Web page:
### 9.4 Describing by Sampling

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• Math Help

Here are two sampling techniques that often lead to biased samples.

• Convenience sample: A convenience sample is only made up of easily available members of a population. For instance, standing outside of a grocery store and asking everyone going into the store, "What is your favorite grocery store?" Obviously, people who don't like this grocery store will be underrepresented in this sample, and those that do like this store will be overrepresented. So, the sample is not truly representative of the population.
• Self-selected sample: A self-selected sample is only made up of people who choose themselves by responding to an appeal. For instance, a television station might ask its viewers to go to a website and select the candidate for whom they are going to vote for in an upcoming election. Usually only people who have a strong opinion will take the time to respond, which will result in a sample that is not truly representative of the population.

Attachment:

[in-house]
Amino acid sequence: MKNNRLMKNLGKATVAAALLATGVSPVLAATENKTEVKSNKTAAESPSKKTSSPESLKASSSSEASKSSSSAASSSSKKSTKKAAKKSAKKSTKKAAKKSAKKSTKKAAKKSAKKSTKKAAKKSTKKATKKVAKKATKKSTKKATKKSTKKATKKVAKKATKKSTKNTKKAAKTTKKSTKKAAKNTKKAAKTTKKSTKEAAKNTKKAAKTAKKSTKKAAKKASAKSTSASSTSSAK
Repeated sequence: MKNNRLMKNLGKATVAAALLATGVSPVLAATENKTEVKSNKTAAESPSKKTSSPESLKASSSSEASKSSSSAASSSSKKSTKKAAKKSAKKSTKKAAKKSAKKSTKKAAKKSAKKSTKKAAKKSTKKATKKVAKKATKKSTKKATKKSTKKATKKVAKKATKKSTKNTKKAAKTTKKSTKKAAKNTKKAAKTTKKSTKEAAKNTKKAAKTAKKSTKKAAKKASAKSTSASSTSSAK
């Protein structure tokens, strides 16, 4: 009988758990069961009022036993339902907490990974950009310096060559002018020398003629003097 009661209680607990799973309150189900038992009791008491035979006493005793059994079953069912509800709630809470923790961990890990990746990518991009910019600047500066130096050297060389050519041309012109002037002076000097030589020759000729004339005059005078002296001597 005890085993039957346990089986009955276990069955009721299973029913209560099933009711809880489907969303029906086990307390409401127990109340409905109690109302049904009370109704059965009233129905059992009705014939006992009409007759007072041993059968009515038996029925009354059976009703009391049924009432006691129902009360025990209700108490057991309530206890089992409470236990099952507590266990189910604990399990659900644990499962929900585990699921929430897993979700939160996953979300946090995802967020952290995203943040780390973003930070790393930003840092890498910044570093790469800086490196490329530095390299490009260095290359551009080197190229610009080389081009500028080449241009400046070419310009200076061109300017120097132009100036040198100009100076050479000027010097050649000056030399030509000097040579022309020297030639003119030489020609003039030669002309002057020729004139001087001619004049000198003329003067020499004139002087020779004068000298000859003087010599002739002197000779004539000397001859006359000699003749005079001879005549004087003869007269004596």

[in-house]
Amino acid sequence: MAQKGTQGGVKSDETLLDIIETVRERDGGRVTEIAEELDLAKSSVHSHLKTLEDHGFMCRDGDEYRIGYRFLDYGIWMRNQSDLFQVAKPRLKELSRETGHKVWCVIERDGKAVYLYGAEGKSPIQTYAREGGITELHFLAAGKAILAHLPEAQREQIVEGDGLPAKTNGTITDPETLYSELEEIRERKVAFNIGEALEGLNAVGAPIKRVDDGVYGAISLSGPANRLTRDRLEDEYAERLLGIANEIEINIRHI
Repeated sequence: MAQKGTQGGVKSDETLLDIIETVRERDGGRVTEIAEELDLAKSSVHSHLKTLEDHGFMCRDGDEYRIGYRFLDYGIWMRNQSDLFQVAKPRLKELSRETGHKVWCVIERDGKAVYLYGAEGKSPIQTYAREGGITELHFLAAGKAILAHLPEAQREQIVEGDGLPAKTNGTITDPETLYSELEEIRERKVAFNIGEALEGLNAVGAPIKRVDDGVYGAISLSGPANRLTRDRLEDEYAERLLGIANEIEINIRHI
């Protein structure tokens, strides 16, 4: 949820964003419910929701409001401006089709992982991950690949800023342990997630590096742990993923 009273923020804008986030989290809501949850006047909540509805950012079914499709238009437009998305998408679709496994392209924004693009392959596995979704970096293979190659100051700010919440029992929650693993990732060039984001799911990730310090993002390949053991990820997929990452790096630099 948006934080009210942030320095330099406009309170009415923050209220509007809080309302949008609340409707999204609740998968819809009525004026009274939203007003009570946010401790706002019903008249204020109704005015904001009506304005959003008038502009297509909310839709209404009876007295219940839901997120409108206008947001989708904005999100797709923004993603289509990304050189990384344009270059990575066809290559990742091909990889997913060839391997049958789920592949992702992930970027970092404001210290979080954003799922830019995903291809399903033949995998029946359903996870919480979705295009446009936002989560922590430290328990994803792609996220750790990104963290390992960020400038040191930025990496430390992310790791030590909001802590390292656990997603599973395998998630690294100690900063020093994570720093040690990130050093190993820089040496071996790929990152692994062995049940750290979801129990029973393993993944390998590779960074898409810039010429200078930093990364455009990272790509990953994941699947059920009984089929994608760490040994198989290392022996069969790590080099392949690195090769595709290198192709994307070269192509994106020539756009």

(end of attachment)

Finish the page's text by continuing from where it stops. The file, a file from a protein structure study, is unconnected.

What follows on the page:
• Consumer Suggestion

If you're interested in learning more about the 1936 Literary Digest poll, check out this report on Scribd. The report gives a background on the poll and an explanation of why the poll was so flawed.

• Checkpoint Solution

In 1993, presidential candidate Ross Perot asked Americans to complete a survey in TV Guide and mail it in. The sample was biased for two reasons. First, response to the survey was voluntary so it could not guarantee a representative sample. Second, the questions on the survey were biased.

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